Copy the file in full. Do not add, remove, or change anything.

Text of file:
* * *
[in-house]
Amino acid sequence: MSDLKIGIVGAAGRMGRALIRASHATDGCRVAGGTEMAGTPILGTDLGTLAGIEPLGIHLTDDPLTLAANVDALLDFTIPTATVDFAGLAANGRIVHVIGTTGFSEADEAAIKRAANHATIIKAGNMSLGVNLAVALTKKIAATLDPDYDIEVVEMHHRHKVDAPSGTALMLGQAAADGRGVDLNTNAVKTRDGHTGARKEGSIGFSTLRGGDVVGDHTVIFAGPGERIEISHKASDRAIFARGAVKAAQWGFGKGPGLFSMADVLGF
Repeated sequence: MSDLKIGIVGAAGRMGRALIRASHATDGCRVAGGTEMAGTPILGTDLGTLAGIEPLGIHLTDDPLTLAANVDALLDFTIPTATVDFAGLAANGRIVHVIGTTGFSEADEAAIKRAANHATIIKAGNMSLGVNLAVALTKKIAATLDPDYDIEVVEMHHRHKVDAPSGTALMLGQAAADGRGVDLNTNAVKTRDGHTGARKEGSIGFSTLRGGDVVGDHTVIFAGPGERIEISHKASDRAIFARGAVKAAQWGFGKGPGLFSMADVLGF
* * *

[in-house]
Amino acid sequence: MSDLKIGIVGAAGRMGRALIRASHATDGCRVAGGTEMAGTPILGTDLGTLAGIEPLGIHLTDDPLTLAANVDALLDFTIPTATVDFAGLAANGRIVHVIGTTGFSEADEAAIKRAANHATIIKAGNMSLGVNLAVALTKKIAATLDPDYDIEVVEMHHRHKVDAPSGTALMLGQAAADGRGVDLNTNAVKTRDGHTGARKEGSIGFSTLRGGDVVGDHTVIFAGPGERIEISHKASDRAIFARGAVKAAQWGFGKGPGLFSMADVLGF
Repeated sequence: MSDLKIGIVGAAGRMGRALIRASHATDGCRVAGGTEMAGTPILGTDLGTLAGIEPLGIHLTDDPLTLAANVDALLDFTIPTATVDFAGLAANGRIVHVIGTTGFSEADEAAIKRAANHATIIKAGNMSLGVNLAVALTKKIAATLDPDYDIEVVEMHHRHKVDAPSGTALMLGQAAADGRGVDLNTNAVKTRDGHTGARKEGSIGFSTLRGGDVVGDHTVIFAGPGERIEISHKASDRAIFARGAVKAAQWGFGKGPGLFSMADVLGF